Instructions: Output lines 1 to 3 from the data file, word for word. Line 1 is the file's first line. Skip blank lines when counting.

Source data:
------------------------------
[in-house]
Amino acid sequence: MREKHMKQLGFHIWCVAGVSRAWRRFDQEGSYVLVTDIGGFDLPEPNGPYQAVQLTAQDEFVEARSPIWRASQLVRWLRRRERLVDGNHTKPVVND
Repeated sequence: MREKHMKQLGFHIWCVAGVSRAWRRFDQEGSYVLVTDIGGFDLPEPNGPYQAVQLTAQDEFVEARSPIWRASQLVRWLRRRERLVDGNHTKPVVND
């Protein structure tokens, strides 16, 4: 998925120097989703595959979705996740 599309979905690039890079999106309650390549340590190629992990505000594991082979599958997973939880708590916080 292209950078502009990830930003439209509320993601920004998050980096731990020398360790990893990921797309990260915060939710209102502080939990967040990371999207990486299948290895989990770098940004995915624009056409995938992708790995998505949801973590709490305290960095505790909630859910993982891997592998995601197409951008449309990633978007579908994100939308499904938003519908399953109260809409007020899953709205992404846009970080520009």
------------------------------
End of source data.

[in-house]
Amino acid sequence: MREKHMKQLGFHIWCVAGVSRAWRRFDQEGSYVLVTDIGGFDLPEPNGPYQAVQLTAQDEFVEARSPIWRASQLVRWLRRRERLVDGNHTKPVVND
Repeated sequence: MREKHMKQLGFHIWCVAGVSRAWRRFDQEGSYVLVTDIGGFDLPEPNGPYQAVQLTAQDEFVEARSPIWRASQLVRWLRRRERLVDGNHTKPVVND